Support Your Local Yoga Teacher – An Interview with Diana Bonyhadi
I met up with Diana Bonyhadi, a fellow graduate of Pacific Yoga Teacher Training, at Grimaldi’s, a great local coffee shop in Issaquah, Washington. Her husband showed up for a short minute to give her a kiss and shared a cookie with us, and was off to work, leave me to chat with her.
What made you want to be a yoga teacher?
I’ve been practicing for 15 years. I grew up in Berkeley in the 60s, yoga was part of my life, but I didn’t actively practice until 1990. I had a lot of people asking me to be a yoga teacher, and I couldn’t ignore it.
What’s the hardest thing about being a yoga teacher?
When I have a student that comes to class regularly and the correction is always the same, and it makes me wonder if maybe this isn’t the class for them? Should I have to ask them to leave? You have to let people walk their own walk and ask, “What is it that has to happen when they refuse to take the adjustment?” Also, helping students to do that om.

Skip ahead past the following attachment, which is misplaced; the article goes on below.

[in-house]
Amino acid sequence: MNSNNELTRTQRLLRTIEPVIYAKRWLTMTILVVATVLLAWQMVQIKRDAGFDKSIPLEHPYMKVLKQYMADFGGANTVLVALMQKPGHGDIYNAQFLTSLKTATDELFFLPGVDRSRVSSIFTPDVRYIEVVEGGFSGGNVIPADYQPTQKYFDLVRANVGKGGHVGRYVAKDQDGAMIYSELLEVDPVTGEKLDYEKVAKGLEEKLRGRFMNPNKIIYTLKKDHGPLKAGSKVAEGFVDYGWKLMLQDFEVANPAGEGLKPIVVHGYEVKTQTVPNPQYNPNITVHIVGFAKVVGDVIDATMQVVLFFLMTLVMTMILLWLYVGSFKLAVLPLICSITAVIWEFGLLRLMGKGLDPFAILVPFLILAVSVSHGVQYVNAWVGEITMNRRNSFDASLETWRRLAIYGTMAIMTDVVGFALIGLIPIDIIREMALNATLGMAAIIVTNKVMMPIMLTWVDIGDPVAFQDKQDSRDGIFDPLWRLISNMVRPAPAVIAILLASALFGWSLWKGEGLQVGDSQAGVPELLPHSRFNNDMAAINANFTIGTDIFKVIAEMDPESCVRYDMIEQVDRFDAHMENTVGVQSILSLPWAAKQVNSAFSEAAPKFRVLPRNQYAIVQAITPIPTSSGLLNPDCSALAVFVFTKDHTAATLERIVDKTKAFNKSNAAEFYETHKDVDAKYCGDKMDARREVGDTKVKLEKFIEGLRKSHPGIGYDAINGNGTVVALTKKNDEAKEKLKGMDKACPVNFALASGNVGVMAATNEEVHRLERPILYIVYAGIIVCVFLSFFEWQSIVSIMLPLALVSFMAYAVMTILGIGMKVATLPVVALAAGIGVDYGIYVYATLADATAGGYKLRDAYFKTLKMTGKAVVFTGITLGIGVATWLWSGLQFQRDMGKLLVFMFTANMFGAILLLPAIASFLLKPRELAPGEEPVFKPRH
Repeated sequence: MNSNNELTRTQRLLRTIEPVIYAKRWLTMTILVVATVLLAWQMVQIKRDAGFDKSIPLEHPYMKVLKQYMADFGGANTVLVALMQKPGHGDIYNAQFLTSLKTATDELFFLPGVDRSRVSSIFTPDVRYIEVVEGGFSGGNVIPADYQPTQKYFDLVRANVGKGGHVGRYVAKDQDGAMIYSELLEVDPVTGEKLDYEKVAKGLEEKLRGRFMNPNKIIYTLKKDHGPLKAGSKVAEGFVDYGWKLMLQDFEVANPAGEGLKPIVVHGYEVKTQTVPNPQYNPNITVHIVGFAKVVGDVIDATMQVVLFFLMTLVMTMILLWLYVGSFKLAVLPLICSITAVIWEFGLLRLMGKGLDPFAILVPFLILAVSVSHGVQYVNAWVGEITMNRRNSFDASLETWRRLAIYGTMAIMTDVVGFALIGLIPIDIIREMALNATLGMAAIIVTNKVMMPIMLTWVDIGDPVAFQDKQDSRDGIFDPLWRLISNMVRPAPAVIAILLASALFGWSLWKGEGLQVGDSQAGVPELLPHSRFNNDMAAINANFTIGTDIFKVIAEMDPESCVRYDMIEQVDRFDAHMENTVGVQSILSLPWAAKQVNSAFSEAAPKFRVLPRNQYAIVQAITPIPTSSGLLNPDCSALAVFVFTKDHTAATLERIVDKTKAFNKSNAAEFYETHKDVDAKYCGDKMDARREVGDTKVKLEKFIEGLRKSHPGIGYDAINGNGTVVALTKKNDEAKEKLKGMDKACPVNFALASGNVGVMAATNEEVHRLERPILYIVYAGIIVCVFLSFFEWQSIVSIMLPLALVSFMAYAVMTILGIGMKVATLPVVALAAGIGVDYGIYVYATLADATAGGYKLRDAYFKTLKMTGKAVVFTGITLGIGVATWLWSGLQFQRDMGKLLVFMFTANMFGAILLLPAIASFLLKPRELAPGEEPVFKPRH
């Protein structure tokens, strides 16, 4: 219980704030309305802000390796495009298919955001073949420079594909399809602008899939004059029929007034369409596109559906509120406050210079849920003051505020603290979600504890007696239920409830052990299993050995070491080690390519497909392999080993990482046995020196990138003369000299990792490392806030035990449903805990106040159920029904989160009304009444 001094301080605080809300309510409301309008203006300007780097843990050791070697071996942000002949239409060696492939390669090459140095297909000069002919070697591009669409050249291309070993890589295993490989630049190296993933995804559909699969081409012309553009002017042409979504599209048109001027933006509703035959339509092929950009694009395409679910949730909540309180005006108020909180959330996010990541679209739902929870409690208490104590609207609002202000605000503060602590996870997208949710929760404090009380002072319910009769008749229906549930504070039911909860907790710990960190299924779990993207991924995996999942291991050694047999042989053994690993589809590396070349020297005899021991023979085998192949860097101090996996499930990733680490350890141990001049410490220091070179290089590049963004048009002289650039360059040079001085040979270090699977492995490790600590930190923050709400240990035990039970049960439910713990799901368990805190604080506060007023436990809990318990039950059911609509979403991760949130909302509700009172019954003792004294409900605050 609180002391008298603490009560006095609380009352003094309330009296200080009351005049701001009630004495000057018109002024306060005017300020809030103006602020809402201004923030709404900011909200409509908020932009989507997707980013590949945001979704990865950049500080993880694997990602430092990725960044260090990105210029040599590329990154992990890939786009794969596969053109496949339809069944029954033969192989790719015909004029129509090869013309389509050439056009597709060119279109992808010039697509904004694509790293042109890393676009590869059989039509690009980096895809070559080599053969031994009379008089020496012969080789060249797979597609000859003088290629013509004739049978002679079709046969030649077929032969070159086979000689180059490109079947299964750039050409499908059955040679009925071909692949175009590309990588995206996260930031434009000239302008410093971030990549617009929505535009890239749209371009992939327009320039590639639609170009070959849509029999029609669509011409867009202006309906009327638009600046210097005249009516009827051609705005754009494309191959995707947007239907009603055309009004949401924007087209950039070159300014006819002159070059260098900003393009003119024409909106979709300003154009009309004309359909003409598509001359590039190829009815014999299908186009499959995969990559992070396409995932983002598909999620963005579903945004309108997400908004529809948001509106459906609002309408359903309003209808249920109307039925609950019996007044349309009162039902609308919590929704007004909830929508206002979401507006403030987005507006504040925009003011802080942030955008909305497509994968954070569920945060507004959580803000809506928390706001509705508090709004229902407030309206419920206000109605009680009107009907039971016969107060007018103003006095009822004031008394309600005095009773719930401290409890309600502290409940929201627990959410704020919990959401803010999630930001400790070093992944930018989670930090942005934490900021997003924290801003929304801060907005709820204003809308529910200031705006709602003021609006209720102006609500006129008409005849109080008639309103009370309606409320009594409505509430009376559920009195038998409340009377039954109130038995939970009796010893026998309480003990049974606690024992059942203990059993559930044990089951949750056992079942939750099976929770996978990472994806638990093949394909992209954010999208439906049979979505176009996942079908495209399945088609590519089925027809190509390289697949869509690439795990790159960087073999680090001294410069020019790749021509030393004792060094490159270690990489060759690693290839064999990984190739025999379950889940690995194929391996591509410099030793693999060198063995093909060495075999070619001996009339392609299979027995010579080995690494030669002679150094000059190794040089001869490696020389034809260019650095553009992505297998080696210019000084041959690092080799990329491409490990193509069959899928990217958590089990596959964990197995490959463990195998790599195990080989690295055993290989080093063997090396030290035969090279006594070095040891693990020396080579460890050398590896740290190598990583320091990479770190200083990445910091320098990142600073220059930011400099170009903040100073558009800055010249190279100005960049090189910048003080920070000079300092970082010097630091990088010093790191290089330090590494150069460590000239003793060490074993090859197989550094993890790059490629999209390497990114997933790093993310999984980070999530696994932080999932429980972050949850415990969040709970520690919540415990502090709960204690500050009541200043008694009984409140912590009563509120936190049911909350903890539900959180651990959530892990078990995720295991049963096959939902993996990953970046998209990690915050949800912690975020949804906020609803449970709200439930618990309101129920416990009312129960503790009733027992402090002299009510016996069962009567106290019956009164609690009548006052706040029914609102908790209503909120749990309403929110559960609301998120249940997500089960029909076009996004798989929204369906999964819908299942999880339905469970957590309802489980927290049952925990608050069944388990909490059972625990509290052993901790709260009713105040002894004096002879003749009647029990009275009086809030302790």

What comes naturally for you in your teaching?
Sequencing really comes naturally. When I talk to the students and see what they need, it becomes so clear what the sequencing should be.
What has changed the most in your teaching?
The reliance on notes. I would write up the whole class and study them beforehand. Not to say that I don’t have a teaching plan, but now it comes more naturally and intuitively.
How would you describe your signature teaching style
It’s a Vinyasa style class with therapeutics element and alignment-based. I would start with a seated meditation, then opening up the arms and working through the shoulders, the rib cage and the hips, all are sequenced with breath. You will always get pranayama in my class. There’s always good music.
How do you tend to your own practice?
I do it every day, and it always has a meditation component.
What have you learned about teaching?
You can’t model the full pose, when you look up you’re out of alignment. Also, different people come with different energy and different bodies and i really enjoy that. No matter where you are, you don’t need a yoga room. You can gain deep wisdom from your students no matter where you teach.
What would you tell an aspiring a yoga teacher?
Go study, go get your certification. Learn alignment.
Here’s a tip from Diana on getting started on chanting Om.